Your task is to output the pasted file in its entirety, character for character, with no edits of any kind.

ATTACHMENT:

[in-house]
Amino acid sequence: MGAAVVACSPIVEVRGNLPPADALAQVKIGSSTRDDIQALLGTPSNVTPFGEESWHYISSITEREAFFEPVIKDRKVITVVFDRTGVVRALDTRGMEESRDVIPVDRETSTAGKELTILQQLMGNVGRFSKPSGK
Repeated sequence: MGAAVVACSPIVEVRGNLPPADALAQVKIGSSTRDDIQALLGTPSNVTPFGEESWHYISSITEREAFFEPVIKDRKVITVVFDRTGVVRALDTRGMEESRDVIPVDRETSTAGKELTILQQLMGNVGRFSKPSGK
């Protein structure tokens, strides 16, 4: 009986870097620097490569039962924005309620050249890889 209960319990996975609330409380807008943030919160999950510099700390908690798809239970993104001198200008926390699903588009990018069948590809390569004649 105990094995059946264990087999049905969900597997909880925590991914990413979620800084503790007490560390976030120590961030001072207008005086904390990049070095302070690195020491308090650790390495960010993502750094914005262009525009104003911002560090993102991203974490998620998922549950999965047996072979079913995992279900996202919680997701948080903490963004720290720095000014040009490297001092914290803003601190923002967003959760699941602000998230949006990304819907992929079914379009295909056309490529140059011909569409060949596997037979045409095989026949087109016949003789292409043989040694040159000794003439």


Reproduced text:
[in-house]
Amino acid sequence: MGAAVVACSPIVEVRGNLPPADALAQVKIGSSTRDDIQALLGTPSNVTPFGEESWHYISSITEREAFFEPVIKDRKVITVVFDRTGVVRALDTRGMEESRDVIPVDRETSTAGKELTILQQLMGNVGRFSKPSGK
Repeated sequence: MGAAVVACSPIVEVRGNLPPADALAQVKIGSSTRDDIQALLGTPSNVTPFGEESWHYISSITEREAFFEPVIKDRKVITVVFDRTGVVRALDTRGMEESRDVIPVDRETSTAGKELTILQQLMGNVGRFSKPSGK
């Protein structure tokens, strides 16, 4: 009986870097620097490569039962924005309620050249890889 209960319990996975609330409380807008943030919160999950510099700390908690798809239970993104001198200008926390699903588009990018069948590809390569004649 105990094995059946264990087999049905969900597997909880925590991914990413979620800084503790007490560390976030120590961030001072207008005086904390990049070095302070690195020491308090650790390495960010993502750094914005262009525009104003911002560090993102991203974490998620998922549950999965047996072979079913995992279900996202919680997701948080903490963004720290720095000014040009490297001092914290803003601190923002967003959760699941602000998230949006990304819907992929079914379009295909056309490529140059011909569409060949596997037979045409095989026949087109016949003789292409043989040694040159000794003439």